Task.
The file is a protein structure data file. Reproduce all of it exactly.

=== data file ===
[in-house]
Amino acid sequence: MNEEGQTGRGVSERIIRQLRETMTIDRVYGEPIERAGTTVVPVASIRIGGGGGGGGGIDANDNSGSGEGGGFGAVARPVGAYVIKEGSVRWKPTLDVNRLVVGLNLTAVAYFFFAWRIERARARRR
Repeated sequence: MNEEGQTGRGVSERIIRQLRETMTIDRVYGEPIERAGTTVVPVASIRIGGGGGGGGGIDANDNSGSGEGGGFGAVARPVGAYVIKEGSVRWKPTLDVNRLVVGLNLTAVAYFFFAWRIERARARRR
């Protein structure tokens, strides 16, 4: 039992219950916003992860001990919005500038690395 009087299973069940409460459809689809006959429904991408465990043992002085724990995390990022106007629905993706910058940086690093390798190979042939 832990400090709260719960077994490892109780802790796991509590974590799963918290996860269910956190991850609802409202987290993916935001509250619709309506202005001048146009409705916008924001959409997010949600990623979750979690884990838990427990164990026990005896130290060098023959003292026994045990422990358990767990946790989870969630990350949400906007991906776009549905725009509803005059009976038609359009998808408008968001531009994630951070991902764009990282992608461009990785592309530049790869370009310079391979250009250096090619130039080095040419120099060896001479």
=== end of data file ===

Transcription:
[in-house]
Amino acid sequence: MNEEGQTGRGVSERIIRQLRETMTIDRVYGEPIERAGTTVVPVASIRIGGGGGGGGGIDANDNSGSGEGGGFGAVARPVGAYVIKEGSVRWKPTLDVNRLVVGLNLTAVAYFFFAWRIERARARRR
Repeated sequence: MNEEGQTGRGVSERIIRQLRETMTIDRVYGEPIERAGTTVVPVASIRIGGGGGGGGGIDANDNSGSGEGGGFGAVARPVGAYVIKEGSVRWKPTLDVNRLVVGLNLTAVAYFFFAWRIERARARRR
């Protein structure tokens, strides 16, 4: 039992219950916003992860001990919005500038690395 009087299973069940409460459809689809006959429904991408465990043992002085724990995390990022106007629905993706910058940086690093390798190979042939 832990400090709260719960077994490892109780802790796991509590974590799963918290996860269910956190991850609802409202987290993916935001509250619709309506202005001048146009409705916008924001959409997010949600990623979750979690884990838990427990164990026990005896130290060098023959003292026994045990422990358990767990946790989870969630990350949400906007991906776009549905725009509803005059009976038609359009998808408008968001531009994630951070991902764009990282992608461009990785592309530049790869370009310079391979250009250096090619130039080095040419120099060896001479």